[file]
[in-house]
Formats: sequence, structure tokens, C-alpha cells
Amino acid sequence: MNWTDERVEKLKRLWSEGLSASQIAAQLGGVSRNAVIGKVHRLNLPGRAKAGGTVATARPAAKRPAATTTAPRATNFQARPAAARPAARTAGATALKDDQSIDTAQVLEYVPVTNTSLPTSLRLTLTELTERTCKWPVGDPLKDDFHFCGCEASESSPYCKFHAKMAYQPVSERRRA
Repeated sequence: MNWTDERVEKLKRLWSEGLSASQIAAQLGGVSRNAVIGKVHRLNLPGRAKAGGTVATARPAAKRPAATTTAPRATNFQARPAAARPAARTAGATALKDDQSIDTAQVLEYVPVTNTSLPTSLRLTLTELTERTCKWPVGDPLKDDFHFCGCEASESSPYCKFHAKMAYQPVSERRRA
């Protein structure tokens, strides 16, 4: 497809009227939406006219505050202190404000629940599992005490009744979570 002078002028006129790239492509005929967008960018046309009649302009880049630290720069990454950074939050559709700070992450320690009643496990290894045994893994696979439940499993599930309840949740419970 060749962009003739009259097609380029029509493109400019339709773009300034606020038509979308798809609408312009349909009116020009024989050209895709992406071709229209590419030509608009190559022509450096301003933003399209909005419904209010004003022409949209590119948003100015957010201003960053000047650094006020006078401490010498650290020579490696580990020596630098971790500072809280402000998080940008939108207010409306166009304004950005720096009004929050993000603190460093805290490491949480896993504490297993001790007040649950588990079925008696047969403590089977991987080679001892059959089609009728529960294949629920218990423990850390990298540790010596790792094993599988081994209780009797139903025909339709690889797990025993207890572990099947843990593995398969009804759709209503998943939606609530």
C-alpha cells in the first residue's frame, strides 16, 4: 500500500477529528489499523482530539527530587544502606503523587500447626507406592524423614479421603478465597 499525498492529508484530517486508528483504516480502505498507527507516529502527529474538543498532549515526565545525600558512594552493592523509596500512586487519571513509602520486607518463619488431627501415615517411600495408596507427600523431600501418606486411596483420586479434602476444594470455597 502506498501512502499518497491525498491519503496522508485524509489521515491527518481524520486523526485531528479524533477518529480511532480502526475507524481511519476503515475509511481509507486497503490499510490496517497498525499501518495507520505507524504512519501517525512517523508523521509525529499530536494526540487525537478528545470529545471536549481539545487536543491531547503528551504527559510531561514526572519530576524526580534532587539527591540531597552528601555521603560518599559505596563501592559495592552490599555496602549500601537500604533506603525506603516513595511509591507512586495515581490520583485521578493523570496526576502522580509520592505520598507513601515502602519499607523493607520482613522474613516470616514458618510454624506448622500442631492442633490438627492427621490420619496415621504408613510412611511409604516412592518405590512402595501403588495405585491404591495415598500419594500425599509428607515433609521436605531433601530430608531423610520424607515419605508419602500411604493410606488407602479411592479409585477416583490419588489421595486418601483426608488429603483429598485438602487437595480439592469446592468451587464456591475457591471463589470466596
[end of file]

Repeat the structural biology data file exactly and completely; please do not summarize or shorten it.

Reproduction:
[in-house]
Formats: sequence, structure tokens, C-alpha cells
Amino acid sequence: MNWTDERVEKLKRLWSEGLSASQIAAQLGGVSRNAVIGKVHRLNLPGRAKAGGTVATARPAAKRPAATTTAPRATNFQARPAAARPAARTAGATALKDDQSIDTAQVLEYVPVTNTSLPTSLRLTLTELTERTCKWPVGDPLKDDFHFCGCEASESSPYCKFHAKMAYQPVSERRRA
Repeated sequence: MNWTDERVEKLKRLWSEGLSASQIAAQLGGVSRNAVIGKVHRLNLPGRAKAGGTVATARPAAKRPAATTTAPRATNFQARPAAARPAARTAGATALKDDQSIDTAQVLEYVPVTNTSLPTSLRLTLTELTERTCKWPVGDPLKDDFHFCGCEASESSPYCKFHAKMAYQPVSERRRA
């Protein structure tokens, strides 16, 4: 497809009227939406006219505050202190404000629940599992005490009744979570 002078002028006129790239492509005929967008960018046309009649302009880049630290720069990454950074939050559709700070992450320690009643496990290894045994893994696979439940499993599930309840949740419970 060749962009003739009259097609380029029509493109400019339709773009300034606020038509979308798809609408312009349909009116020009024989050209895709992406071709229209590419030509608009190559022509450096301003933003399209909005419904209010004003022409949209590119948003100015957010201003960053000047650094006020006078401490010498650290020579490696580990020596630098971790500072809280402000998080940008939108207010409306166009304004950005720096009004929050993000603190460093805290490491949480896993504490297993001790007040649950588990079925008696047969403590089977991987080679001892059959089609009728529960294949629920218990423990850390990298540790010596790792094993599988081994209780009797139903025909339709690889797990025993207890572990099947843990593995398969009804759709209503998943939606609530």
C-alpha cells in the first residue's frame, strides 16, 4: 500500500477529528489499523482530539527530587544502606503523587500447626507406592524423614479421603478465597 499525498492529508484530517486508528483504516480502505498507527507516529502527529474538543498532549515526565545525600558512594552493592523509596500512586487519571513509602520486607518463619488431627501415615517411600495408596507427600523431600501418606486411596483420586479434602476444594470455597 502506498501512502499518497491525498491519503496522508485524509489521515491527518481524520486523526485531528479524533477518529480511532480502526475507524481511519476503515475509511481509507486497503490499510490496517497498525499501518495507520505507524504512519501517525512517523508523521509525529499530536494526540487525537478528545470529545471536549481539545487536543491531547503528551504527559510531561514526572519530576524526580534532587539527591540531597552528601555521603560518599559505596563501592559495592552490599555496602549500601537500604533506603525506603516513595511509591507512586495515581490520583485521578493523570496526576502522580509520592505520598507513601515502602519499607523493607520482613522474613516470616514458618510454624506448622500442631492442633490438627492427621490420619496415621504408613510412611511409604516412592518405590512402595501403588495405585491404591495415598500419594500425599509428607515433609521436605531433601530430608531423610520424607515419605508419602500411604493410606488407602479411592479409585477416583490419588489421595486418601483426608488429603483429598485438602487437595480439592469446592468451587464456591475457591471463589470466596